“I would save the Union.  I would save it the shortest way under the Constitution. The sooner the national authority can be restored; the nearer the Union will be “the Union as it was.”  If there be those who would not save the Union, unless they could at the same time save slavery, I do not agree with them.  If there be those who would not save the Union unless they could at the same time destroy slavery, I do not agree with them. My paramount object in this struggle is to save the Union, and is not either to save or to destroy slavery.  If I could save the Union without freeing any slave I would do it, and if I could save it by freeing all the slaves I would do it; and if I could save it by freeing some and leaving others alone I would also do that.  What I do about slavery, and the colored race, I do because I believe it helps to save the Union; and what I forbear, I forbear because I do not believe it would help to save the Union. I shall do less whenever I shall believe what I am doing hurts the cause, and I shall do more whenever I shall believe doing more will help the cause.”

Abraham Lincoln wrote this on August 22, 1862 in a letter to the editor of the prestigious New York Tribune.  Not quite the image we’re all taught, is it?  Lincoln makes it abundantly clear that, for him, slavery was not the reason for the Civil War.  Freeing slaves was not necessarily the result he intended from fighting the war.  If this shocks you, there’s a good reason since it’s all part of the many legends associated with our 16th president.  In fact, legend has long overtaken truth when it comes to Lincoln.  All of this is considered in my next novel, The Lincoln Myth, coming May 20, 2014.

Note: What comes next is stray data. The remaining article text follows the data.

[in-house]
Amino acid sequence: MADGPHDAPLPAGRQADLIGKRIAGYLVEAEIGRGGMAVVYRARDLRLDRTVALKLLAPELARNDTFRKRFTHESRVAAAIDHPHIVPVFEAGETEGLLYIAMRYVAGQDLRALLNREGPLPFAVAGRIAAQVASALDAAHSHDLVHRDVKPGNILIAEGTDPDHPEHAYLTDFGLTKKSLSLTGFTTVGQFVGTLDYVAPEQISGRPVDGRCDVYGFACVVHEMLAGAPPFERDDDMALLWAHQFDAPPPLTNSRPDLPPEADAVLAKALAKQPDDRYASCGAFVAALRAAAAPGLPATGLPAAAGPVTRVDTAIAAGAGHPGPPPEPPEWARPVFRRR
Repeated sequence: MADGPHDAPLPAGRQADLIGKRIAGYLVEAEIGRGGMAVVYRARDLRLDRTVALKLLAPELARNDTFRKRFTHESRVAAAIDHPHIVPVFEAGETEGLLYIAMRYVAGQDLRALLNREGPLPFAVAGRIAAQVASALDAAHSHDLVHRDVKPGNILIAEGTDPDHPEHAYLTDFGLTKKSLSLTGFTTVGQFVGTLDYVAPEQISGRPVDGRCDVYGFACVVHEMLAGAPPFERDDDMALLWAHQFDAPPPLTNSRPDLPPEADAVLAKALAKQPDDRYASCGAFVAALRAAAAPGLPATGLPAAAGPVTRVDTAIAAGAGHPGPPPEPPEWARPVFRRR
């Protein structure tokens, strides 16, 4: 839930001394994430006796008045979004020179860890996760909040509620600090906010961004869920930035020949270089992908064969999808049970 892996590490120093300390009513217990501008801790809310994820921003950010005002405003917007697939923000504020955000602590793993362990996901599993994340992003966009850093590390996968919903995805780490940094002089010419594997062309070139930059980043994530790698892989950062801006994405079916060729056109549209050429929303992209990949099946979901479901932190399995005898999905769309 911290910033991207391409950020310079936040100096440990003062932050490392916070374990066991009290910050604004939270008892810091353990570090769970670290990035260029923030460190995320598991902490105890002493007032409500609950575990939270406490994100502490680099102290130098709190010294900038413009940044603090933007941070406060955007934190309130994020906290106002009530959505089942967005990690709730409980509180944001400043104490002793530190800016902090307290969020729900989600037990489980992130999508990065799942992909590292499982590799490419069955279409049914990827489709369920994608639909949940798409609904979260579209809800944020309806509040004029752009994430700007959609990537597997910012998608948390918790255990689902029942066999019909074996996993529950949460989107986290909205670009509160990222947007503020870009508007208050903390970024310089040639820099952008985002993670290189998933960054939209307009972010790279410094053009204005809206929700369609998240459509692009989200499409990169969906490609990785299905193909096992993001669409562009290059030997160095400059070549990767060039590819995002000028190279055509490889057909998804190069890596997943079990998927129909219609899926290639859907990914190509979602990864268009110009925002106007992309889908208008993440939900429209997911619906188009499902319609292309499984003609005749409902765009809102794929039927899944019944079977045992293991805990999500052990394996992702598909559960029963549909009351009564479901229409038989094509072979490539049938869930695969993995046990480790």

Years ago, I became fascinated with Lincoln’s contradictions. Today, we call those contradictions flip-flops. They become the butt of late-night comedians and fodder for news channel pundits. In Lincoln’s day they were simply never noticed, much less called out and addressed. Luckily, with the benefit of hindsight and a careful study of history, it’s possible to not only find these discrepancies, but analyze their context and assess their credibility.  The one quoted here, along with several others, enticed my interest enough to send my recurring hero, Cotton Malone, to investigate. Malone (and the reader) are going to discover a series of contradictions, some more shocking than others. John F. Kennedy said, “the great enemy of the truth is often not the lie — deliberate, contrived and dishonest — but the myth, persistent, persuasive and unrealistic.” That’s Lincoln, through and through. So check out The Lincoln Myth.  You’re going to learn a lot about Abraham Lincoln you never knew.


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